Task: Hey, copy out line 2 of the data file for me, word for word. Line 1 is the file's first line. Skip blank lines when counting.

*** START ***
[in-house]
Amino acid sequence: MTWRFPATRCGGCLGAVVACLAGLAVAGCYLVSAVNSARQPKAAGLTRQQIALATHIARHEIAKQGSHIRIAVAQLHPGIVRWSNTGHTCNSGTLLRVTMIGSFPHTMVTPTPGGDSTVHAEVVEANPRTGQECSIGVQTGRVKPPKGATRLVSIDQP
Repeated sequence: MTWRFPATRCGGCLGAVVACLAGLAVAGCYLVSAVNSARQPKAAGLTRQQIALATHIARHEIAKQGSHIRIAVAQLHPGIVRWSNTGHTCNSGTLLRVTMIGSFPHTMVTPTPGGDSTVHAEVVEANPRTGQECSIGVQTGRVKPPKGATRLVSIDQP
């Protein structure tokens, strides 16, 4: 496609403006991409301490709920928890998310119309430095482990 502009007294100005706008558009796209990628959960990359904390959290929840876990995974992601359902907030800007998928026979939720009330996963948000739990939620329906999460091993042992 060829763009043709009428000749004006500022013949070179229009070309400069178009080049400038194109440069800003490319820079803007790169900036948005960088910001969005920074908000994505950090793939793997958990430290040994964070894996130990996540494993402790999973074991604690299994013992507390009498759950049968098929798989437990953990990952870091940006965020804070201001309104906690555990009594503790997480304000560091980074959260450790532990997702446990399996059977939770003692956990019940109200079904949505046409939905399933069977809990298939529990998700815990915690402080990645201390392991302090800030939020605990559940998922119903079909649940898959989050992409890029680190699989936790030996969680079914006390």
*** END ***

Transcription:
Amino acid sequence: MTWRFPATRCGGCLGAVVACLAGLAVAGCYLVSAVNSARQPKAAGLTRQQIALATHIARHEIAKQGSHIRIAVAQLHPGIVRWSNTGHTCNSGTLLRVTMIGSFPHTMVTPTPGGDSTVHAEVVEANPRTGQECSIGVQTGRVKPPKGATRLVSIDQP